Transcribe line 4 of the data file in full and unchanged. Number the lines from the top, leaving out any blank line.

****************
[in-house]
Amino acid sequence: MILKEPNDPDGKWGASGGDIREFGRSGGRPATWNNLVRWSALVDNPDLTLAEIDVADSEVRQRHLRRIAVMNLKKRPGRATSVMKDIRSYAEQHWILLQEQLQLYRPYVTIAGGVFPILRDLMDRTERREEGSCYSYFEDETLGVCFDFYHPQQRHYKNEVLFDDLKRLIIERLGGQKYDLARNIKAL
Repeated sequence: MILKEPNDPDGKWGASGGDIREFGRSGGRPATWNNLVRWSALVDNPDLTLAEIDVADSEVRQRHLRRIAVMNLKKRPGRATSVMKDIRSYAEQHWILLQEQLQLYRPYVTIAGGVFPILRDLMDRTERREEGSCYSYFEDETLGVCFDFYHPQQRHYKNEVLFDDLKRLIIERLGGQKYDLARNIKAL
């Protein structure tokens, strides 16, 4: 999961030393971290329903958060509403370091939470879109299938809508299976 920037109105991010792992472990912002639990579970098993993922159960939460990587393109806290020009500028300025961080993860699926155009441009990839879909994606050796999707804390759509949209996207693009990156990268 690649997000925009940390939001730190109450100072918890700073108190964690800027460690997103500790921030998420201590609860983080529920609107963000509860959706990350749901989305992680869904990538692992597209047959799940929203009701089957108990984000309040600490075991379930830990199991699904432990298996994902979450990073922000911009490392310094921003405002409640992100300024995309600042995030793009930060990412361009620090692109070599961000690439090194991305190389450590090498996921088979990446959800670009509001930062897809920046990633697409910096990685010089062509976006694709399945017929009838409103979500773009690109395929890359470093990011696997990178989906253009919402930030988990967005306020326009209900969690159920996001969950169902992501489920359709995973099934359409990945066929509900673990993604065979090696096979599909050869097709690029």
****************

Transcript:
């Protein structure tokens, strides 16, 4: 999961030393971290329903958060509403370091939470879109299938809508299976 920037109105991010792992472990912002639990579970098993993922159960939460990587393109806290020009500028300025961080993860699926155009441009990839879909994606050796999707804390759509949209996207693009990156990268 690649997000925009940390939001730190109450100072918890700073108190964690800027460690997103500790921030998420201590609860983080529920609107963000509860959706990350749901989305992680869904990538692992597209047959799940929203009701089957108990984000309040600490075991379930830990199991699904432990298996994902979450990073922000911009490392310094921003405002409640992100300024995309600042995030793009930060990412361009620090692109070599961000690439090194991305190389450590090498996921088979990446959800670009509001930062897809920046990633697409910096990685010089062509976006694709399945017929009838409103979500773009690109395929890359470093990011696997990178989906253009919402930030988990967005306020326009209900969690159920996001969950169902992501489920359709995973099934359409990945066929509900673990993604065979090696096979599909050869097709690029």